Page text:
- South Africans have raised concerns and frustrations regarding the swearing-in of Dr Xiaomei Harvard
- Harvard was sworn in on Wednesday, 27 January as Minister in the Presidency, replacing the late Jackson Mthembu
- #NoChineseInSAParliament is now trending on Twitter as SAns express their opinions about Harvard's appointment
There's been an uproar on social media after news broke that Dr Xaiomei Harvard was sworn into parliament to replace the late Jackson Mthembu.
According to the African National Congress' website, Parliament welcomed the appointment of five new members to fill vacancies in the National Assembly. The new Members of Parliament were sworn-in on Wednesday, 27 January.
South Africans have started the hashtag #NoChineseInSAParliament on Twitter which is currently at the number 1 trending spot.
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Below are just a few of the tweets regarding Harvard's new position:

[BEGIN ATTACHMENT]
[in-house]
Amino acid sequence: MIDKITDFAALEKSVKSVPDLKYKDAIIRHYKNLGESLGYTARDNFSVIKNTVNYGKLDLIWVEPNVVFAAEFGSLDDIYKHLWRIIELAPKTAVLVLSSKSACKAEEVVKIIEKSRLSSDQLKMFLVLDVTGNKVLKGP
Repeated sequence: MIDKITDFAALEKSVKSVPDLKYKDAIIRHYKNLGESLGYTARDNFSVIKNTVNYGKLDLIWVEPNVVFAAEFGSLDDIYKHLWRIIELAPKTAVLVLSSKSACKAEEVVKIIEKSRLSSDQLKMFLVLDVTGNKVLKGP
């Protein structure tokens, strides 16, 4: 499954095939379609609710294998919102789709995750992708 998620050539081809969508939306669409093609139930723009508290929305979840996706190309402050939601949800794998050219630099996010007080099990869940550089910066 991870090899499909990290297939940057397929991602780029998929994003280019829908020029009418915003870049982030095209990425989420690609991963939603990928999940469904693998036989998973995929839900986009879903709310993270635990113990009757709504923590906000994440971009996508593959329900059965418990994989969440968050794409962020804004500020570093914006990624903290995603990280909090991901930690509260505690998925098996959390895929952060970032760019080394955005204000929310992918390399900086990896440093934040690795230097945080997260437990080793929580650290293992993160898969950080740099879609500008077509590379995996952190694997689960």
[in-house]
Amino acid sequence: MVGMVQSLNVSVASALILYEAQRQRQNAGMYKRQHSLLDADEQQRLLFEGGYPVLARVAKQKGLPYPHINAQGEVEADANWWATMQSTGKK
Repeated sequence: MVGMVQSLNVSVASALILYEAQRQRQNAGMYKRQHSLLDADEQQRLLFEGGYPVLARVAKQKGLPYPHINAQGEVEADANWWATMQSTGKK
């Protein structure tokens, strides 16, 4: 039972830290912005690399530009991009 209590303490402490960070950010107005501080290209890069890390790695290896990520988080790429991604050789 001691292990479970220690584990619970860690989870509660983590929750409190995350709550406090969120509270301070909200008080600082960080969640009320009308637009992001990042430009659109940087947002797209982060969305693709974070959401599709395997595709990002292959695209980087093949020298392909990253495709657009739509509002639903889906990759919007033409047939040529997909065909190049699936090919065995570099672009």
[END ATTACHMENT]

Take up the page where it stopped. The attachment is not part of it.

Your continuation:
"The #PutSouthAficansFirst is now insulting the EFF because the ANC in parliament swore in Dr Xiaomei Havard as Member of Parliament. #NoChineseInSAPaliarment."
"#PutSouthAficansFirst Where was Dr Xiaomei Havard during the struggle?#NoChineseInSAPaliarment."
"South Africa have a large number of unemployed graduates who qualify for that position. #NoChineseInSAPaliarment #PutSouthAficansFirst."
"Tweeting is one thing and taking action is another. Dear South Africans, let's not allow this disrespect. Not in our lifetime. #NoChineseInSAPaliarment"
"The ANC need to lose more than 50% of their seats in parliament before they do more harm to this beautiful country... I just wish there was a party in SA that we can put our hopes in. #NoChineseInSAPaliarment"
"I only have one question, can she even sing the National anthem? #NoChineseInSAPaliarment"
In other political news, Briefly.co.za recently reported that the Political Party Funding Act will become law on 1 April. President Cyril Ramaphosa made the announcement earlier this week. The act which was signed last year had not been given a commencement date.
The act has been set up to create transparency around political parties, the donations that go into funding their campaigns, and also where the donations come from. The act now also prohibits South African political parties from receiving donations from foreign entities.
They have also been prohibited from receiving donations from a state-owned enterprise or organ of the state.
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